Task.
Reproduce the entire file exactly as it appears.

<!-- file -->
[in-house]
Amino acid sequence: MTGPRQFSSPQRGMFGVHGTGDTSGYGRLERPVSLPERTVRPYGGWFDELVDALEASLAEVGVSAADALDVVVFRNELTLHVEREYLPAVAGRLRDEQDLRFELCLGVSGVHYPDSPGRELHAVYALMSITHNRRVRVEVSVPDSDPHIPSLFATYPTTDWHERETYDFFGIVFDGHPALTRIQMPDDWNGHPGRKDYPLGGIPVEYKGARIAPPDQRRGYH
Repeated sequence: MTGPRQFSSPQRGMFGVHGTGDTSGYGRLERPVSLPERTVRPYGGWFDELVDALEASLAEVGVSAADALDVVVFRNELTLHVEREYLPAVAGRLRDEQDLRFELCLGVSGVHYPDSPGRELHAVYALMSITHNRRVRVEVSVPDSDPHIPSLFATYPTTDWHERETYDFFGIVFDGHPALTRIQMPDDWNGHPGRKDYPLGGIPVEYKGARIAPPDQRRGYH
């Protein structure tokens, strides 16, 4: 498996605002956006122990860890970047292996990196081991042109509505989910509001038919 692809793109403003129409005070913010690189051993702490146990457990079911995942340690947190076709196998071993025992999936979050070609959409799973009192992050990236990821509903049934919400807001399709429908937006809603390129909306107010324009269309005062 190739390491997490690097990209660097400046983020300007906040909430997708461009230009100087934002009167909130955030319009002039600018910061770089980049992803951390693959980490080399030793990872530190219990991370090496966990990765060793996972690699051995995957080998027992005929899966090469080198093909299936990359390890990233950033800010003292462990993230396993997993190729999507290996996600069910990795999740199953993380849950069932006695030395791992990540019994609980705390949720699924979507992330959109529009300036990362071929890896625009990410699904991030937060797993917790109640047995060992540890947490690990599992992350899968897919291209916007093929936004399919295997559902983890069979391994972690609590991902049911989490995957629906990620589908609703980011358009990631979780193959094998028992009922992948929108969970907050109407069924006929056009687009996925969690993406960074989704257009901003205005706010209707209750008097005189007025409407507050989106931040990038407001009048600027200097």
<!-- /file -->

[in-house]
Amino acid sequence: MTGPRQFSSPQRGMFGVHGTGDTSGYGRLERPVSLPERTVRPYGGWFDELVDALEASLAEVGVSAADALDVVVFRNELTLHVEREYLPAVAGRLRDEQDLRFELCLGVSGVHYPDSPGRELHAVYALMSITHNRRVRVEVSVPDSDPHIPSLFATYPTTDWHERETYDFFGIVFDGHPALTRIQMPDDWNGHPGRKDYPLGGIPVEYKGARIAPPDQRRGYH
Repeated sequence: MTGPRQFSSPQRGMFGVHGTGDTSGYGRLERPVSLPERTVRPYGGWFDELVDALEASLAEVGVSAADALDVVVFRNELTLHVEREYLPAVAGRLRDEQDLRFELCLGVSGVHYPDSPGRELHAVYALMSITHNRRVRVEVSVPDSDPHIPSLFATYPTTDWHERETYDFFGIVFDGHPALTRIQMPDDWNGHPGRKDYPLGGIPVEYKGARIAPPDQRRGYH
């Protein structure tokens, strides 16, 4: 498996605002956006122990860890970047292996990196081991042109509505989910509001038919 692809793109403003129409005070913010690189051993702490146990457990079911995942340690947190076709196998071993025992999936979050070609959409799973009192992050990236990821509903049934919400807001399709429908937006809603390129909306107010324009269309005062 190739390491997490690097990209660097400046983020300007906040909430997708461009230009100087934002009167909130955030319009002039600018910061770089980049992803951390693959980490080399030793990872530190219990991370090496966990990765060793996972690699051995995957080998027992005929899966090469080198093909299936990359390890990233950033800010003292462990993230396993997993190729999507290996996600069910990795999740199953993380849950069932006695030395791992990540019994609980705390949720699924979507992330959109529009300036990362071929890896625009990410699904991030937060797993917790109640047995060992540890947490690990599992992350899968897919291209916007093929936004399919295997559902983890069979391994972690609590991902049911989490995957629906990620589908609703980011358009990631979780193959094998028992009922992948929108969970907050109407069924006929056009687009996925969690993406960074989704257009901003205005706010209707209750008097005189007025409407507050989106931040990038407001009048600027200097």